The city of Dayton will receive a $3.6 million grant to add electric generators to its water system, which lost power after the Memorial Day tornadoes, resulting in a widespread water outage.
The city has invested in mobile generators the past several years. However, the grant, which the city is required to provide a $900,000 match, will allow officials to purchase “massive” permanent generators that will provide enough electricity to allow the water plants to pump 40 million gallons per day, Water Director Mike Powell said Thursday.
The city will purchase multiple generators that will be placed in various facilities within the water system, he said, noting that officials opted for permanent generators during their review following the Memorial Day tornadoes.
“We always look at the lessons learned and see how we can apply things from any incident to help us to continue to build up the resiliency of the system for the future,” he said. “So, we try to make sure that we continue to improve the system to make it as robust as possible and as resilient as possible.”
The U.S. Economic Development Administration is issuing the money, according to a news release from U.S. Sen. Sherrod Brown’s office.
“This investment will help support economic growth in the region,” Brown said. “This funding will support the improvement and reliability of Dayton’s water services to Montgomery and Greene County residents, and ensure these services are not hindered in the event of power loss or natural disaster.”
U.S. Sen. Rob Portman applauded the U.S. Commerce Department and the EDA for awarding the grant, his office said in a separate release.
“This $3.6 million federal grant to purchase and establish new electric generators is great news for the city of Dayton as well as Montgomery and Greene counties,” Portman said.
The permanent generators will be added to the city’s Ottawa Water Treatment Plant, the Ottawa pump station, the Water Supply and Treatment Laboratory, and the Miami Water Treatment Plant. The treatment plants' generators will be capable of providing 1,000 kilowatts of power, and the pump station generators will produce 1,500 kilowatts of electricity, Powell said.
Each plant is capable of pumping 40 million to 65 million gallons of water per day, depending on demand and other factors. So the generators will have enough power to allow the plants to produce a similar amount of water in case of another massive power outage, Powell said, noting that the city has about 88 million gallons of water in reserve.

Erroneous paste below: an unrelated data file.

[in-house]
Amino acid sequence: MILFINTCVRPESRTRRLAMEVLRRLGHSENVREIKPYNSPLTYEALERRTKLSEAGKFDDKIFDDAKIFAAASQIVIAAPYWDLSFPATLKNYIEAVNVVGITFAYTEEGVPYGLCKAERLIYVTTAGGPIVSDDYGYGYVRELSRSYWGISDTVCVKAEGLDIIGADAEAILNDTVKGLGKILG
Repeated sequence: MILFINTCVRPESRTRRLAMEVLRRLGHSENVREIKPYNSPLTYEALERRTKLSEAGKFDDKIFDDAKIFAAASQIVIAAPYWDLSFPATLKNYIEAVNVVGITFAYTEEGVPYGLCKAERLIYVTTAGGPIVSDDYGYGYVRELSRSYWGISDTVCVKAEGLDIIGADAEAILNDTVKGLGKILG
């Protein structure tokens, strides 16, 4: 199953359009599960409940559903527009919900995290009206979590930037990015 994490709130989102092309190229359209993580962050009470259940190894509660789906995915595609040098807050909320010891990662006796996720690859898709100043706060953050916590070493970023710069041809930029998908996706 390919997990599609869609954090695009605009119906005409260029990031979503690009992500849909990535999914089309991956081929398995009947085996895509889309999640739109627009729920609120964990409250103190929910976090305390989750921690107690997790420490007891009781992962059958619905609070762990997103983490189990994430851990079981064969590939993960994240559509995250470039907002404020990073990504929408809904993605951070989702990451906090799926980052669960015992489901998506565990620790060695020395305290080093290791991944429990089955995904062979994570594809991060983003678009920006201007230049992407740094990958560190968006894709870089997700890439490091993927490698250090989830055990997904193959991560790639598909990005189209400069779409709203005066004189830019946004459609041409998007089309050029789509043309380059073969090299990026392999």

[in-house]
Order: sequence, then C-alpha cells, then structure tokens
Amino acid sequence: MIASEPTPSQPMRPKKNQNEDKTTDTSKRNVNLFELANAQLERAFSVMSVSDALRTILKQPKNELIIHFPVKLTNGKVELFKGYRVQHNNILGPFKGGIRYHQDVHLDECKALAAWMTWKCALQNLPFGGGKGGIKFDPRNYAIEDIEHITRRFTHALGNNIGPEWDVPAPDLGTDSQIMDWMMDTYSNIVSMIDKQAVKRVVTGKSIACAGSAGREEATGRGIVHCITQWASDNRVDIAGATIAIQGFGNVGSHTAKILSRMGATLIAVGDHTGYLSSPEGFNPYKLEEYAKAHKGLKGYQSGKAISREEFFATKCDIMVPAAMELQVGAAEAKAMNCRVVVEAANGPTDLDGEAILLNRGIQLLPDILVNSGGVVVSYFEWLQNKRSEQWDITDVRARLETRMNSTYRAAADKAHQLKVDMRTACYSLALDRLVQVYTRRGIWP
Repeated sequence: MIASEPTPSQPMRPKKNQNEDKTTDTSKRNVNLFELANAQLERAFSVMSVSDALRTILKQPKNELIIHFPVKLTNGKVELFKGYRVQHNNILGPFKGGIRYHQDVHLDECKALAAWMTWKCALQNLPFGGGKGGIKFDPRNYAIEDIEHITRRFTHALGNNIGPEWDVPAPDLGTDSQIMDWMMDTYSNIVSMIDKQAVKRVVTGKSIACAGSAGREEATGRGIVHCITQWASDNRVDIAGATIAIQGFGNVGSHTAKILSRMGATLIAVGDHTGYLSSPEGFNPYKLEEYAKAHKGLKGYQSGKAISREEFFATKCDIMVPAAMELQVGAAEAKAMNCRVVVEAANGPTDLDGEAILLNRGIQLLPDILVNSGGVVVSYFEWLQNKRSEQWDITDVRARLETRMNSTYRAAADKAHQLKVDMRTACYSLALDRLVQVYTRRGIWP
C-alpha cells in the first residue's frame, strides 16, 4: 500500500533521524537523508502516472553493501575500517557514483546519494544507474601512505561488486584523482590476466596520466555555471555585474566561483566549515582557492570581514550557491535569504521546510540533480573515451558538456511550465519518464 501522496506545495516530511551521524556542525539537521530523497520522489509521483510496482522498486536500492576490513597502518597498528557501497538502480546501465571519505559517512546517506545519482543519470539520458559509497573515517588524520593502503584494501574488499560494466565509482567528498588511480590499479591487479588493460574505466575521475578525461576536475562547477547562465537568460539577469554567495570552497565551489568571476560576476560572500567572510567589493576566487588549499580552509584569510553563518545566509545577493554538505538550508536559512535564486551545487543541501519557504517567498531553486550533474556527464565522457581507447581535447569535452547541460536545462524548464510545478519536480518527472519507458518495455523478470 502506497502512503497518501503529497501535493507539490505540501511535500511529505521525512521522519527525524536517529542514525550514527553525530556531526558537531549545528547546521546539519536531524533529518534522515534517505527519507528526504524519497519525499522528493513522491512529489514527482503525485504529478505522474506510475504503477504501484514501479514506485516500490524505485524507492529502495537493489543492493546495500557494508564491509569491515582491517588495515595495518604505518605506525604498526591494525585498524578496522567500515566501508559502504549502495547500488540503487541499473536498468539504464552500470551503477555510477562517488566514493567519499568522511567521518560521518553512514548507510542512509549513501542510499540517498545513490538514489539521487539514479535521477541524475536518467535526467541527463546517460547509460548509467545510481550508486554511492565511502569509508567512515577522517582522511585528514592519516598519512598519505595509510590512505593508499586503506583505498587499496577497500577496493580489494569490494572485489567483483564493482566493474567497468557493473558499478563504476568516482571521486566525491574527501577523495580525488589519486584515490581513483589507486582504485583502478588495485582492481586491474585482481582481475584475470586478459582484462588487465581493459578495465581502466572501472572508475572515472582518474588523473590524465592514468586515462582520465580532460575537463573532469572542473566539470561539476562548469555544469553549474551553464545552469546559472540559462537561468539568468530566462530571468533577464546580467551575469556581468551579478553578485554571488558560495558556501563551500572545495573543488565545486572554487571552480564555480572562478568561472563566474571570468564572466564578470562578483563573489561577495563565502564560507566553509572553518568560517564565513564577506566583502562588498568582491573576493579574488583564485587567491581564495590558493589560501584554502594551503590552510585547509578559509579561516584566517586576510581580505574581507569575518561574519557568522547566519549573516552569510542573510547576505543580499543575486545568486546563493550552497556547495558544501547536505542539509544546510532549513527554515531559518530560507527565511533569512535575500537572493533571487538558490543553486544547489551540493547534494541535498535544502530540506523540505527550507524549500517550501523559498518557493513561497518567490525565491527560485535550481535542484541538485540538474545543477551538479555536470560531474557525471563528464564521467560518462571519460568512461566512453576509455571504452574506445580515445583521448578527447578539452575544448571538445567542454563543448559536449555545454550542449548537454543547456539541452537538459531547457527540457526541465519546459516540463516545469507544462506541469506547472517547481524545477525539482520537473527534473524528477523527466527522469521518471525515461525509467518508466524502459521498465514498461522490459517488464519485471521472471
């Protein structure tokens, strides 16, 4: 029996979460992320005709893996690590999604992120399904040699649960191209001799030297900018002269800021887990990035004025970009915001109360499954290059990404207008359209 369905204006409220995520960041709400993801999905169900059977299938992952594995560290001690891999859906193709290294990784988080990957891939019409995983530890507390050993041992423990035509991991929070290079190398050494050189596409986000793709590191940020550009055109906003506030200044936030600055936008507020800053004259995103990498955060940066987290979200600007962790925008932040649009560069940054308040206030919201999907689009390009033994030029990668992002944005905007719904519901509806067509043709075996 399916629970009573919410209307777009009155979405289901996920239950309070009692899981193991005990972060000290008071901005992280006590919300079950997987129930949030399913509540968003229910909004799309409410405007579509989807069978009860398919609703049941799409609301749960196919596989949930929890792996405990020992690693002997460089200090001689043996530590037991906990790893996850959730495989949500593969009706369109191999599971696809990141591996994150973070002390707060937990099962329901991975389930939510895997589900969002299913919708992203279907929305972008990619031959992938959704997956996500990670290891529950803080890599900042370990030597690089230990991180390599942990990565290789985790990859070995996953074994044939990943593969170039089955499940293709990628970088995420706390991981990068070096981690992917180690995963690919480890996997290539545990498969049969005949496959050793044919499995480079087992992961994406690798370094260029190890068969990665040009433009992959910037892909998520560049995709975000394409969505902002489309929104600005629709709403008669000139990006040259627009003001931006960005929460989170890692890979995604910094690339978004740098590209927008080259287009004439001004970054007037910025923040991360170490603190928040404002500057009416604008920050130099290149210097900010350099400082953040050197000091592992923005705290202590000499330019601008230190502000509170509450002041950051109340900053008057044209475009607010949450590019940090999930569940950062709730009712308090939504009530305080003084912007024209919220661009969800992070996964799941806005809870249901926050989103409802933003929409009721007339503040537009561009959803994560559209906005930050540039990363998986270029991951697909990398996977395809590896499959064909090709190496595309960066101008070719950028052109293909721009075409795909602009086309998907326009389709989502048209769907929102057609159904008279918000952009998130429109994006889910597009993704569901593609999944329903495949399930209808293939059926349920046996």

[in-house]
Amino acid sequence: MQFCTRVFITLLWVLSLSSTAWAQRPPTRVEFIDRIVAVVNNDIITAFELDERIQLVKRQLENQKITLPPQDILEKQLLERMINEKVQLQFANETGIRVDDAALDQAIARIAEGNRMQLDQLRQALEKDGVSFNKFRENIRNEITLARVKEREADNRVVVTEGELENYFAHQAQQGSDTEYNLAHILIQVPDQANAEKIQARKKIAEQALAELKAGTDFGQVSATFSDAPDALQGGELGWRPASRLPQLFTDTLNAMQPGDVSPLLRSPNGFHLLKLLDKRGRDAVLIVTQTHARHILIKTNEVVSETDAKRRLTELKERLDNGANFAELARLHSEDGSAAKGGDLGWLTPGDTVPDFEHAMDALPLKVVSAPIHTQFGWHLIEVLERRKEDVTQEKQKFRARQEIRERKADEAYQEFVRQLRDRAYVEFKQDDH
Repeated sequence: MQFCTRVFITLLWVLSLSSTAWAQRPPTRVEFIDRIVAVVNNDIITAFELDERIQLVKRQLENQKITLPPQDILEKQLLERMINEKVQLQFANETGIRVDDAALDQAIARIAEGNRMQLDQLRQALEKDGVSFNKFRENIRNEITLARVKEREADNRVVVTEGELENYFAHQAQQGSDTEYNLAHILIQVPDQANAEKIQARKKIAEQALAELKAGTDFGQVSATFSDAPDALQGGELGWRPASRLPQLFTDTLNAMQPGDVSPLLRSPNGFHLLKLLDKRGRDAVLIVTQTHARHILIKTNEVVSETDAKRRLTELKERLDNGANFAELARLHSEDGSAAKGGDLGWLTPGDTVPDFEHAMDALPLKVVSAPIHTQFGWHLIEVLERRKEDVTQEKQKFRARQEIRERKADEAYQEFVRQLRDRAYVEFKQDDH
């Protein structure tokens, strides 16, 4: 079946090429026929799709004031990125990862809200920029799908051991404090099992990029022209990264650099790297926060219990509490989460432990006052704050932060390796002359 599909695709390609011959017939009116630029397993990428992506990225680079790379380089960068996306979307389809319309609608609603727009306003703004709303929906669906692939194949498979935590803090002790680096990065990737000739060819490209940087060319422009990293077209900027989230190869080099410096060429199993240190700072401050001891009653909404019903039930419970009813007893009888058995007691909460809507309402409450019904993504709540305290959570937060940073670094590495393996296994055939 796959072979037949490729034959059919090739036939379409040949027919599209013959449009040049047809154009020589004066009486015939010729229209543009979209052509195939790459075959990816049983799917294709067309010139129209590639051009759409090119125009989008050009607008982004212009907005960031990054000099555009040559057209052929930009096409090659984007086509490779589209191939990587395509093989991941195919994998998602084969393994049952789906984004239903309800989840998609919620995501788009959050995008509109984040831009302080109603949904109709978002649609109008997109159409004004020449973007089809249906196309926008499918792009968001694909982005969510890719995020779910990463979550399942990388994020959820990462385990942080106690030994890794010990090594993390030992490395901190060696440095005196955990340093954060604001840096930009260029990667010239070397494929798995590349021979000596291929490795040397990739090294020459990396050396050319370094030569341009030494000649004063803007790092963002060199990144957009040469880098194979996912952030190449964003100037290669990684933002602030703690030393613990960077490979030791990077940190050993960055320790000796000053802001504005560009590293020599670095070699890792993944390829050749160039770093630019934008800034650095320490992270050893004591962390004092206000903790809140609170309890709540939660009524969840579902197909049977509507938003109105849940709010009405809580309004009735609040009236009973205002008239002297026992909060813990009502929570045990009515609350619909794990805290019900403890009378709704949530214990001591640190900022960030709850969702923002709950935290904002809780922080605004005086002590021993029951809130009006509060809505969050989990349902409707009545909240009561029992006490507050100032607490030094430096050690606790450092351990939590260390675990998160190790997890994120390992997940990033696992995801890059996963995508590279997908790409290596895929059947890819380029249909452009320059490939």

Several years ago, after severe weather knocked out power at the city’s water treatment plants, officials started purchasing mobile generators annually as part of their capital improvement plan, Powell said. They outfitted each well field and certain buildings within the drinking water infrastructure with connections for the mobile generators, he said.
“We can move them from one well field to the other, one plant to another,” Powell said.
However, after 15 tornadoes ravaged the region on Memorial Dayton 2019, knocking out power to thousands of homes and businesses and the water plants, there were talks of installing permanent generators throughout the entire water infrastructure. But that would cost nearly $50 million, Powell said, noting that some of that cost would be passed on to customers.
Instead, the city opted to take a strategic approach that would be less costly, and that’s why it applied for the federal grant to purchase the permanent generators, he said. It’s not clear yet when the grant money will be available to install the generators.
“I’m just really thankful that I’ve got the kind of staff that I’ve got, that could put together a proposal, and for it to get the kind of responses received from the EPA,” Powell said. “I’m going to put the funds to good use, and I’m going to do it as quickly as I humanly can.”
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